Hi Mark (and Dimitris),
This discussion is something I find interesting in that I'm curious
to see concrete examples of trading plans at various account sizes,
risk/reward targets, amount of experience, etc.
I find lots of people
write about an option strategy as if it could fit in for anyone at
anytime, yet clearly someone with a small net worth will have a smaller
account size paired with (likely) lower risk tolerance. Whereas someone
with a larger net worth may want to "risk" still a small size but has a
huge risk tolerance. Etc.
What might concrete trades for these
people look like? Especially if they were looking for a way to
implement plans with ICs?
I don't believe I can supply the details that you want to see.
My belief is that the vast majority of traders have no concrete trade plan, and may not even have a vague plan in mind. These traders do whatever they deem necessary at what they consider to be the appropriate time. This can work for very experienced traders, and it certainly saves a lot of work. However, unless a trader makes a serious attempt at writing and using detailed plans, he/she cannot know whether it's worth the effort.
One other 'truth' that is not so obvious: Many traders just don't make it. They are so confident of success that they are untrained and unprepared to enter the trading arena. For some reason, it is commonly believed that little or no training is required and that 'anyone' can make money. There is certainly plenty of hype that suggests that riches are just around the corner.
Thus, it's difficult to reach the 'very experienced trader' stage mentioned above if you don't develop good habits early in the game. And writing a solid trading plan is one of those habits. Anyone can ignore the idea of using trade plans and take the easy path – but it is not the most likely path to success. This game is difficult enough that there is no reason to take this specific shortcut.
To answer your question: My best guess that the plan 'looks like' the individual trader's comfort zone. Iron condors, butterflies, diagonals, etc. can be played in many ways. Choosing strikes, expiration dates, probability of expiring worthless, premium collected etc. allows so many variants, that the original trade is very different from one trader to another.
Then risk management – including original trade size, depends on more than account size. The big risk management decision of when to adjust is not a constant either. Some adjust very early, others wait until the strike is breached. Some roll positions, others don't. Some own insurance, most are not willing to pay for insurance. I don't see how I can provide examples of a plan, unless readers care to share their plans.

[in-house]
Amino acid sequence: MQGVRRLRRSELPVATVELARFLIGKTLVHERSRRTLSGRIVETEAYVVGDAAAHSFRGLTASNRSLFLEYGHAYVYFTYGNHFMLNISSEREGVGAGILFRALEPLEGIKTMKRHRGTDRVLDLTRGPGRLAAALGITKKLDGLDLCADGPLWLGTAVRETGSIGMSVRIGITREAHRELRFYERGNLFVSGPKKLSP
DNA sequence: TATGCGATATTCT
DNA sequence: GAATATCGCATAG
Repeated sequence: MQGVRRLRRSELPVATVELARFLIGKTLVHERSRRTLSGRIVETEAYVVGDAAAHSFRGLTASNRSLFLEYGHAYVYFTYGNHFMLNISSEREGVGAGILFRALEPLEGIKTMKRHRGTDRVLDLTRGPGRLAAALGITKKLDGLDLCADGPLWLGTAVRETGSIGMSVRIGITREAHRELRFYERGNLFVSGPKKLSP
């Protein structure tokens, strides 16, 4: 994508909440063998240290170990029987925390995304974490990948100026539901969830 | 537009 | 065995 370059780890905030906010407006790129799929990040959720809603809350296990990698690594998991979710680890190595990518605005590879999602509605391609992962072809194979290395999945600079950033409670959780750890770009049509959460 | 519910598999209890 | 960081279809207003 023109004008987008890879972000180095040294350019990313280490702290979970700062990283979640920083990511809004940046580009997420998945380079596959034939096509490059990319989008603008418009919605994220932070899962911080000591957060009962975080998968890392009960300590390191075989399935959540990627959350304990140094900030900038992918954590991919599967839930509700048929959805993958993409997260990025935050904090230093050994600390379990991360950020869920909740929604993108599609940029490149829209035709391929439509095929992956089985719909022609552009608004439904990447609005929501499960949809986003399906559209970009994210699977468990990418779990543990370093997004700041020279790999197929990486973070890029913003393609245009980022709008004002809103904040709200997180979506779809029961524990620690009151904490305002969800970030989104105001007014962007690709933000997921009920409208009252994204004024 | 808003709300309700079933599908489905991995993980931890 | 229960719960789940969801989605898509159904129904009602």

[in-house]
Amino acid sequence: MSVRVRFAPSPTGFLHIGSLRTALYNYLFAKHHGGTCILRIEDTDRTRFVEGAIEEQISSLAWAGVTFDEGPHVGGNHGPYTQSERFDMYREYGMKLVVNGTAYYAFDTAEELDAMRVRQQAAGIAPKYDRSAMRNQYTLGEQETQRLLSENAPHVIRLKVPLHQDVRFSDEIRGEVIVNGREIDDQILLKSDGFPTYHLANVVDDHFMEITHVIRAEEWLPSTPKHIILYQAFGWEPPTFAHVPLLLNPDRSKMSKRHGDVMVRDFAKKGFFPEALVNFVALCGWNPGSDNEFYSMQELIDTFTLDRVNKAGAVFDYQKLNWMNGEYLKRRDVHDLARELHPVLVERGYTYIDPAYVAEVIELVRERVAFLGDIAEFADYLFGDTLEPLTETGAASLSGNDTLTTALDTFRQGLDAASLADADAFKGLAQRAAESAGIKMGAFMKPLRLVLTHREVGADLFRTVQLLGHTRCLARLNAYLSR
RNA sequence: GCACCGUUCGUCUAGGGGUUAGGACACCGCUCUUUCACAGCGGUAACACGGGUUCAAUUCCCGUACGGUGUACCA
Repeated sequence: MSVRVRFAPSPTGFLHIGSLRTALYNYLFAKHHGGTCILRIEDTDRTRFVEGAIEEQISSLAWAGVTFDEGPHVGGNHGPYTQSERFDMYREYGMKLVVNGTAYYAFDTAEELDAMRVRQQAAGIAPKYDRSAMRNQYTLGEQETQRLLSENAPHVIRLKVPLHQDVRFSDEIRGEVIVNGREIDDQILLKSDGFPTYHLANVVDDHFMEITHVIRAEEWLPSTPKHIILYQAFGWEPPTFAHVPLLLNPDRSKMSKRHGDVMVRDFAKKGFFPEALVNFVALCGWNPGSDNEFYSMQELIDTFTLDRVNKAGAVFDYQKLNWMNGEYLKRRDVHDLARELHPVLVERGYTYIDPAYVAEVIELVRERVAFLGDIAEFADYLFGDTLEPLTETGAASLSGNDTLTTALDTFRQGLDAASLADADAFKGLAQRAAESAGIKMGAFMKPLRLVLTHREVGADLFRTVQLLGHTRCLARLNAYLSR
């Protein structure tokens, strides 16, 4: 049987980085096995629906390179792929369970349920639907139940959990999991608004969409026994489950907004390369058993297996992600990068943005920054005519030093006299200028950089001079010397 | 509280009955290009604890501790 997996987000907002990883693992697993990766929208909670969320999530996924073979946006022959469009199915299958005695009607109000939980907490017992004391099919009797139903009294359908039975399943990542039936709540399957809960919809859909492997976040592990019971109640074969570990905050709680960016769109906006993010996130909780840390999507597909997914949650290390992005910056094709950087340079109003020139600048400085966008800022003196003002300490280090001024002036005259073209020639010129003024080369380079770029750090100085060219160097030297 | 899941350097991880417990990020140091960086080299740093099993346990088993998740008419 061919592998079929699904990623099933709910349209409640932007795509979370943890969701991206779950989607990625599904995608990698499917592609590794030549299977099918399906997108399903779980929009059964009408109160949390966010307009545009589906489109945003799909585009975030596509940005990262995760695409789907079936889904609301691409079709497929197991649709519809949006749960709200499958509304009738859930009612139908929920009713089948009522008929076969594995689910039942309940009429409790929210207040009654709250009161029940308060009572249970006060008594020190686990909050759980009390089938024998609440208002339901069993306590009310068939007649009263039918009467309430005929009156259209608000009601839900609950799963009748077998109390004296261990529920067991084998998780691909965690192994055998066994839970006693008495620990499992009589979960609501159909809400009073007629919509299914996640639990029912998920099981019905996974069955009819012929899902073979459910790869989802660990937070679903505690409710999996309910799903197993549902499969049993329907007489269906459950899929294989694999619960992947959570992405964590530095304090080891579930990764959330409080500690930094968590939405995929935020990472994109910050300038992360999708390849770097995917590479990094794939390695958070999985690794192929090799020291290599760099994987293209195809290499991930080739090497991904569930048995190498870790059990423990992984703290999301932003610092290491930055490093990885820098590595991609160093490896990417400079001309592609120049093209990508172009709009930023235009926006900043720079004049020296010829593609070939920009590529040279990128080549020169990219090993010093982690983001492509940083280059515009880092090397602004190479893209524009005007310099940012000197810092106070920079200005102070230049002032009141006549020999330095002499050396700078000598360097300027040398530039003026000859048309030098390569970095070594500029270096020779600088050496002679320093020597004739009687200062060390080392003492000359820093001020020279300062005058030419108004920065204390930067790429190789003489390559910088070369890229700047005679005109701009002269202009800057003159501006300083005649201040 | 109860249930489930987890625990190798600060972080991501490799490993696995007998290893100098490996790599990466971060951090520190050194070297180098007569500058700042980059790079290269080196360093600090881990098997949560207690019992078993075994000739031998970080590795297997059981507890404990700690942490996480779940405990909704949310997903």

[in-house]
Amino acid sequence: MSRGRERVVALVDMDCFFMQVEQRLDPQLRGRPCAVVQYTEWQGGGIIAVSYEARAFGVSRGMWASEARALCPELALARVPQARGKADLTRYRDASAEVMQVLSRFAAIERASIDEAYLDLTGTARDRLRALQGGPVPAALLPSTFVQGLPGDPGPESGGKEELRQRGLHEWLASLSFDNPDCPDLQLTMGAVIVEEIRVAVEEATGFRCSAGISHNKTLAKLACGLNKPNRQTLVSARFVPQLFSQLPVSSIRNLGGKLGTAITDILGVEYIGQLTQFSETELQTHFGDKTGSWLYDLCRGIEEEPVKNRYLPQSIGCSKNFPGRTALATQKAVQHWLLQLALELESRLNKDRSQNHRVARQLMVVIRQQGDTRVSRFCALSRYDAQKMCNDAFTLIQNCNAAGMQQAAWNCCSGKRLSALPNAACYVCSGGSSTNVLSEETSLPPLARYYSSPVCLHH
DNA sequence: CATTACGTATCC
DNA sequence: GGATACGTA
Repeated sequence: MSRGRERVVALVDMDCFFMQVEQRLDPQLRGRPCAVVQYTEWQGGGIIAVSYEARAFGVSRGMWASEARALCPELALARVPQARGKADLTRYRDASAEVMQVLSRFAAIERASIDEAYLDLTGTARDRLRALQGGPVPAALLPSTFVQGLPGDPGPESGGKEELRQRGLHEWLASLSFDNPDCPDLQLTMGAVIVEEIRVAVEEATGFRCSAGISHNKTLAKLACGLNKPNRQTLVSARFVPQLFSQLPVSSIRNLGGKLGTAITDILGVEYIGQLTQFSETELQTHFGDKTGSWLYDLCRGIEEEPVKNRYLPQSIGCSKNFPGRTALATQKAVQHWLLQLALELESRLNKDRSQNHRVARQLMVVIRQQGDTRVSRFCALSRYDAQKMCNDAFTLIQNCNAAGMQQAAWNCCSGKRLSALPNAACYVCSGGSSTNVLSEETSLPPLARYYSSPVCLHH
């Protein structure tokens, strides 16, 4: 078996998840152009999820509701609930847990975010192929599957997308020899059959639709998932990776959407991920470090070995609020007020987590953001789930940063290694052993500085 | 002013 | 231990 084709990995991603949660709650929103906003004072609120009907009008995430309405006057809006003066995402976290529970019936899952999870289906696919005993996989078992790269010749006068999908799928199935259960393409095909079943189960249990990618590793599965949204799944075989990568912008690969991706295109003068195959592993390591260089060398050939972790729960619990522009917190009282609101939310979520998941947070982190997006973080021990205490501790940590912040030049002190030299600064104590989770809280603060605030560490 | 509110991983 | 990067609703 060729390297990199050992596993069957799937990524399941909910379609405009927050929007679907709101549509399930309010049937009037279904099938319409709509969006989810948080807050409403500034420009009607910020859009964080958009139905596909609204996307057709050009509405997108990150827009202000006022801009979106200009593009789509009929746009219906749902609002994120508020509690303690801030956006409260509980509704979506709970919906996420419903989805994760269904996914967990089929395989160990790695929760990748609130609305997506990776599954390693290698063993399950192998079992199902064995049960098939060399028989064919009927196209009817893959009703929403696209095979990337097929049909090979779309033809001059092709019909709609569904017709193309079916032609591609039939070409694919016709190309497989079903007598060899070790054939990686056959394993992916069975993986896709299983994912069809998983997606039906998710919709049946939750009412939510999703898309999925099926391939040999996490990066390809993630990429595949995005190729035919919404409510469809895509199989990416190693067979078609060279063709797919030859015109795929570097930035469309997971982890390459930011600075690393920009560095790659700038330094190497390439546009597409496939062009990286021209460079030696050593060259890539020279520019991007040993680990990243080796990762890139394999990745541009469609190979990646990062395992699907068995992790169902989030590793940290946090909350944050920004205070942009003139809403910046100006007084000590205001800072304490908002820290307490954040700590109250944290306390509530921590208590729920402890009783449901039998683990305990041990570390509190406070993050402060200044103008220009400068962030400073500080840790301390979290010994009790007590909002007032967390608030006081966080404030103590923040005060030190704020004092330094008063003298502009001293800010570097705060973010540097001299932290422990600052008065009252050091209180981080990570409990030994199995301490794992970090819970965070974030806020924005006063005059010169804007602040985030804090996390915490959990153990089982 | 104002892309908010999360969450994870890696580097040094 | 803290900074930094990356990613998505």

The point is I don't know how to define a 'trade plan' that could be considered either 'typical' or a 'place to start.' The only suggestion I have is to trade the condor that feels comfortable and then keep notes in your trade journal. Don't make these comments based on what really works this month – instead, base them on your original trade. Did you choose strikes that are easy to manage? Is your exposure to negative gamma and vega really comfortable? The more you understand if the trade is manageable and comfortable to work with, then the easier it becomes to plan future trades. As you collect data from the comments over time, you can use that information to refine your plan.
Then 'guess' where you would make an adjustment for an iron condor that moves against you and when the time comes – decide at that time how reasonable your 'guess' was. Again, use the journal to evaluate the quality of that guess.
At first, the plan must be flexible as you judge how well the plan is written. As you gain confidence in plan writing, it becomes less flexible. But it is never written in stone. When you have a good reason (reason goes into trade journal for later evaluation), change the plan. But, please – make a new plan and record it. As someone new to plan writing, consider it a guideline only. Do what you feel is the correct decision at the time.
Just remember that one purpose of the plan is to make decisions in advance and reduce the difficulty of making trade decisions under duress. As soon as you see that the plans are fairly good at telling you what to do, then follow them.
As you gain experience writing plans, they will become closer and closer to your real world/real time decisions and you will have the confidence to rely on them.
The two major advantages for the trader who is new to writing plans are:
a) I good, upfront idea is more valuable than a panic decision – or any decision made in the heat of battle. When markets are calmly going against you, there is time to find a good trade. But when markets are moving quickly, that plan becomes valuable.
b) If you are a trader who has not yet (I say 'yet' because this is mandatory for long term success) learned to control emotions, then the plan solves that specific problem – if you follow it.